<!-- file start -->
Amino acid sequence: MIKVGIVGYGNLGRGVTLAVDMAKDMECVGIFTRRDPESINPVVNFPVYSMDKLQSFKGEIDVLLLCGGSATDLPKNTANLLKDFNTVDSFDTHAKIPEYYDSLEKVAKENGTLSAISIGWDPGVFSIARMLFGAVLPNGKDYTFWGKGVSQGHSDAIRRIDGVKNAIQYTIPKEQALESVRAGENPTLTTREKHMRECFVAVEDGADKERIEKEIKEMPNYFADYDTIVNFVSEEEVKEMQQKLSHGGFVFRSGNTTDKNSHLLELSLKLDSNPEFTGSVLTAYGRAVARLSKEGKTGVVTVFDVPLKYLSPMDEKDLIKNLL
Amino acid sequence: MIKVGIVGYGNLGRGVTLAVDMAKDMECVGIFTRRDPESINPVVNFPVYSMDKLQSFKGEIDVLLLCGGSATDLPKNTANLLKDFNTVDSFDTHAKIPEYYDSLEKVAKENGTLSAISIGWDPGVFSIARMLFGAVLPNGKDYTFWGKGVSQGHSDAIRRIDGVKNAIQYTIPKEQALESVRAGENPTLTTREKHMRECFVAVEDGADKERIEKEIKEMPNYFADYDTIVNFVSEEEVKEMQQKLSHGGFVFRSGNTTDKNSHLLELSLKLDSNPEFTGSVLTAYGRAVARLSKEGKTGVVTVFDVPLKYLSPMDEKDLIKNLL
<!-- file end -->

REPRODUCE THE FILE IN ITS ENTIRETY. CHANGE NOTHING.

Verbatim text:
Amino acid sequence: MIKVGIVGYGNLGRGVTLAVDMAKDMECVGIFTRRDPESINPVVNFPVYSMDKLQSFKGEIDVLLLCGGSATDLPKNTANLLKDFNTVDSFDTHAKIPEYYDSLEKVAKENGTLSAISIGWDPGVFSIARMLFGAVLPNGKDYTFWGKGVSQGHSDAIRRIDGVKNAIQYTIPKEQALESVRAGENPTLTTREKHMRECFVAVEDGADKERIEKEIKEMPNYFADYDTIVNFVSEEEVKEMQQKLSHGGFVFRSGNTTDKNSHLLELSLKLDSNPEFTGSVLTAYGRAVARLSKEGKTGVVTVFDVPLKYLSPMDEKDLIKNLL
Amino acid sequence: MIKVGIVGYGNLGRGVTLAVDMAKDMECVGIFTRRDPESINPVVNFPVYSMDKLQSFKGEIDVLLLCGGSATDLPKNTANLLKDFNTVDSFDTHAKIPEYYDSLEKVAKENGTLSAISIGWDPGVFSIARMLFGAVLPNGKDYTFWGKGVSQGHSDAIRRIDGVKNAIQYTIPKEQALESVRAGENPTLTTREKHMRECFVAVEDGADKERIEKEIKEMPNYFADYDTIVNFVSEEEVKEMQQKLSHGGFVFRSGNTTDKNSHLLELSLKLDSNPEFTGSVLTAYGRAVARLSKEGKTGVVTVFDVPLKYLSPMDEKDLIKNLL